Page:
Since the outbreak of the coronavirus, many people across the Central Coast and nationwide have lost and continue to lose thousands of dollars from their retirement accounts.
But many financial analysts says it's not time to panic.
"If you're younger and you've got yourself in some retirement program and you've watched the overall value of that slump over the last few days or weeks, you can sit tight and know that most likely, it will come back," J.P. Maroney, the founder and CEO of Harbor City Capitol, said. "There's always a chance that certain businesses, individual stocks, could go bankrupt. The company could lose all its value and never come back. But the market in general cycles and comes back."
With each opening bell of the stock market comes an alarming fluctuation in retirement accounts.
Gains from the past three years have been wiped out in just a matter of days as the coronavirus prompts closures of companies nationwide.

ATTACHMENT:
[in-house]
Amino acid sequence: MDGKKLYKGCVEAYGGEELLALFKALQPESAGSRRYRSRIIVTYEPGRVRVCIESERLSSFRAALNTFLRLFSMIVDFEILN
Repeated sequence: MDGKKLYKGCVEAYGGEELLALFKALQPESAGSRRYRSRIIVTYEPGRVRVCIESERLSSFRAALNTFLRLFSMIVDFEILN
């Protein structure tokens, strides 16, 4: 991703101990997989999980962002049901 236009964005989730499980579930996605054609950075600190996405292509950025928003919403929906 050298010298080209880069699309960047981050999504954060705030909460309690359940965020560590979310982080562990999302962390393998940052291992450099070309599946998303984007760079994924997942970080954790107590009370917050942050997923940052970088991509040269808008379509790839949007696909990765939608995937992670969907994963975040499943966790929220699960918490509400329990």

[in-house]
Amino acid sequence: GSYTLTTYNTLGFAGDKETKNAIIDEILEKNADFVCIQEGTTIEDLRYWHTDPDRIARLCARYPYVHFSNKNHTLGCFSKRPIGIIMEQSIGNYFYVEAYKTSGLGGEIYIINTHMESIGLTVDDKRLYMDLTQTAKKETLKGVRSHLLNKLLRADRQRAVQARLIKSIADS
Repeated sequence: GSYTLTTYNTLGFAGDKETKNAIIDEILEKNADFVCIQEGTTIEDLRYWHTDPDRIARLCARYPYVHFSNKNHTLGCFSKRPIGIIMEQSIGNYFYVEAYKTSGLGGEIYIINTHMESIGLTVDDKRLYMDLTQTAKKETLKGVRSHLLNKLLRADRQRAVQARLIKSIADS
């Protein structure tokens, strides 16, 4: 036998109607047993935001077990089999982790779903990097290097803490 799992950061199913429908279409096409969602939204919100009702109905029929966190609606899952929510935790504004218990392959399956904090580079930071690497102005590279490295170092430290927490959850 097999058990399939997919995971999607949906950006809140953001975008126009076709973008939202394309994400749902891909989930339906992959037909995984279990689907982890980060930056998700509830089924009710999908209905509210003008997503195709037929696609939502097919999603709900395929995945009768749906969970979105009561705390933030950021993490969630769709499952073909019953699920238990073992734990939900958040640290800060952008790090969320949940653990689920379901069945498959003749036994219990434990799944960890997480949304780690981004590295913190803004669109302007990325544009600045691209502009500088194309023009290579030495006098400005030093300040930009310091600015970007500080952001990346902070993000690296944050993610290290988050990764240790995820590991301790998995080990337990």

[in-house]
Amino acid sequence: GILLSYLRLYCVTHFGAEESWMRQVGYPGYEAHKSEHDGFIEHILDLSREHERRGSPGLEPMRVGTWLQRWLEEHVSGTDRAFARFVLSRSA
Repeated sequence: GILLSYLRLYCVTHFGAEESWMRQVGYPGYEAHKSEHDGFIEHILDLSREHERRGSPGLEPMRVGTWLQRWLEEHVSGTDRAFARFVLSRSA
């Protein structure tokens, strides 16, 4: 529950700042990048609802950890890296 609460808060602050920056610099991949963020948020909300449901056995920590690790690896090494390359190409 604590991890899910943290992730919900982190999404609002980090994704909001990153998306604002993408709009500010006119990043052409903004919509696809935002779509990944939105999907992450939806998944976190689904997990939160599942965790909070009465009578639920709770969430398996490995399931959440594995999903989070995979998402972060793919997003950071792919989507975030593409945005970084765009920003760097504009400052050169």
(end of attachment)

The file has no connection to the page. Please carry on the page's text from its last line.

Many savings plans are tied to stocks, meaning retirement funds are in for a bumpy ride.
But Maroney said the value is just a number on the screen and advises people to buckle up instead of bailing out
In the coronavirus relief bill set to be voted on Wednesday by the U.S. Senate is a measure permitting those impacted by losses to take a hardship withdrawal up to $100,000 from their 401-k plan.
Under that provision, you could make the withdrawal without the 10 percent penalty that typically applies to people under age 59 and a half.
Income taxes would still apply, but the Senate could vote to give people three years to pay those taxes and replace the funds withdrawn.
The consensus from many economists is to focus more on your current spending than the ups and downs of the stock market.
You may be able to cut costs and ride this out without any early withdraws.